Saturday, January 18, 2014

NSA Spying and the Constitution: Why Obama does not get it

“[N]othing that I have learned since indicated that our intelligence community has sought to violate the law or is cavalier about the civil liberties of their fellow citizens.”
    –Barack Obama, January 17, 2014

    Barack Obama simply misses the point.
    In a windy speech seeking to address NSA spying on American citizens and foreign national, including our allies, Obama’s speech amounted to nothing more than “trust the government to do the right thing and protect your rights.”  Such a sentiment completely misses the point about why we have a Constitution and in particular, the Fourth Amendment and the demands that searches be conducted only upon probable cause.
    Let’s first start with why the speech.  The speech did not take place because the president was genuinely concerned or worried about the threat to individual liberties associated with the NSA intelligence gathering of our phone, e-mail and other metadata.  Instead, the only reason the speech took place was because of the disclosures by Edward Snowden.  Had those leaks not occurred it seems unlikely that the public would have known about the NSA spying.  After all, the FISA Court that issues warrants to allow for activity like this is a secret court–no different than the old Star Chamber of the British monarchy.  One can debate whether Snowden is a hero or a criminal but the truth is that he revealed something that the public would not have known about.
    As a result of Snowden we have come to learn of the extensive reach of the NSA in terms of spying on Americans and others across the world. We have also come to learn from a few scattered court decisions issued that the NSA has not always complied with court warrants, often exceeding them or acting way beyond their scope.  All in the interest in keeping us safe and secure from terrorism.  But Snowden’s disclosures have forced a public debate, pushing the president into the position of having to form a task force to reevaluate they NSA activity.  His speech on January 17, was a response.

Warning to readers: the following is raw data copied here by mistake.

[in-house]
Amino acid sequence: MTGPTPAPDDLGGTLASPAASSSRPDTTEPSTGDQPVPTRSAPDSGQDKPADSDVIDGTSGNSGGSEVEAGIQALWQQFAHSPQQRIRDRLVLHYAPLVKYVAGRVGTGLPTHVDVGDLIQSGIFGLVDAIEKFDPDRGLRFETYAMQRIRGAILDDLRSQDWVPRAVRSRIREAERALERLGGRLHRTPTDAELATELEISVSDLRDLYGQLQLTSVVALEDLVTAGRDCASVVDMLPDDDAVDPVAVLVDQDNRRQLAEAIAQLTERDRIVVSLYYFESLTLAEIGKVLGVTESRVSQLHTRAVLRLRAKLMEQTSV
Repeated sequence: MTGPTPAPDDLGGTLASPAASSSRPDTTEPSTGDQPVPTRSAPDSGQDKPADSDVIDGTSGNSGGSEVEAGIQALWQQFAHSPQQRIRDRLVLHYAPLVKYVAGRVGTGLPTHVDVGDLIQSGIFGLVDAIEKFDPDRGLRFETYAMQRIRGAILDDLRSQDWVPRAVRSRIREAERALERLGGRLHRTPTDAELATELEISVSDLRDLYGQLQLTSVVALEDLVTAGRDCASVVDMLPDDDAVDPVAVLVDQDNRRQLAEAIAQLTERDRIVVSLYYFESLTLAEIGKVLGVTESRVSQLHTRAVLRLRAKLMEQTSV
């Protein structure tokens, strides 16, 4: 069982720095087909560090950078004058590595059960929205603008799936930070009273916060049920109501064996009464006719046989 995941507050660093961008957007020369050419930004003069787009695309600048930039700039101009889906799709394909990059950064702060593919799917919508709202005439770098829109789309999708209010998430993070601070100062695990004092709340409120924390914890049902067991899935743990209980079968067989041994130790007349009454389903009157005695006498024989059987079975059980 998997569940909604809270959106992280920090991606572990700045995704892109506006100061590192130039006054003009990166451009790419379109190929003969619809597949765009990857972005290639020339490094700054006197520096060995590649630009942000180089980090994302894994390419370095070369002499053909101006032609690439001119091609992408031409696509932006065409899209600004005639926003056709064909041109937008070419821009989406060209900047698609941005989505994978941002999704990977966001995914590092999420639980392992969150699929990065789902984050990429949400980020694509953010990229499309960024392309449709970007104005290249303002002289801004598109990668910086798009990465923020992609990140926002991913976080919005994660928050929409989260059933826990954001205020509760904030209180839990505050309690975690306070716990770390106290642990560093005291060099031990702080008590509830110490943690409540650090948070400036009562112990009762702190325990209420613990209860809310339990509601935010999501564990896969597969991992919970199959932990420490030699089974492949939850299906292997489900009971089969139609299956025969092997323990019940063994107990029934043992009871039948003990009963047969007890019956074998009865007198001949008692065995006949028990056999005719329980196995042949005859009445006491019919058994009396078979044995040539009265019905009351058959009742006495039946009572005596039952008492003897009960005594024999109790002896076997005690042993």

To say the least, Obama was unapologetic if not defiant.  He first appealed to fear and the threats to our security that terrorism poses and then he defended in a sanitized version how effective our intelligence gathering has been to protect us throughout history.  The ends I guess justify the means.
    But then Obama outlines the changes to the spying program.  Frankly, there were no real substantive changes.  The NSA will continue gathering metadata and will not stop monitoring calls and e-mails.  He does call for some minor changes in the FISA court but they are not really clear what they will be.  The major change is to say that the NSA cannot store the metadata anymore.  Someone else will?  But whom?  Private vendors, like the one who Snowden worked for?  Or companies like Target and Neiman Marcus?  Whether in private or public hands the data still exists, is still being examined, and still constitutes spying.
    Moreover, Obama misses other fundamental issues.  First, the issue is not whether the data has kept us safe and secure.  The issue is about following the law.  Rarely do I echo Rand Paul but he got it fundamentally right on CNN.  If we suspect someone is doing something illegal then get a search warrant.  The fourth Amendment requires particular suspicion to do searches–it does not allow for general fishing trips to look for information or to round up the usual suspects.  It’s not hard to get search warrants–I did it when I worked in government.
    Morever, the security versus liberty dichotomy is a false one.  When are only secure when our liberty is protected.  Additionally, there is no evidence that this wholesale spying is efficient or produces real intelligence.  It is overreach.  Use real intelligence to focus on real suspects.
    Third, to capitulate on the Fourth Amendment means we have lost.    Immediately after the events of 9/11 President Bush declared: “The object of terrorism is to try to force us to change our way of life, is to force us to retreat, is to force us to be what we're not. And that's--they're going to fail. They're simply going to fail.”  Bush was correct in saying what he did even though he would fail to honor them.  We fail as a country if we fail to respect our Constitution and Bill of Rights.  We are the “shining city on the hill” because we respect and do not abuse rights.  That is why stories about spying and torture are so bad.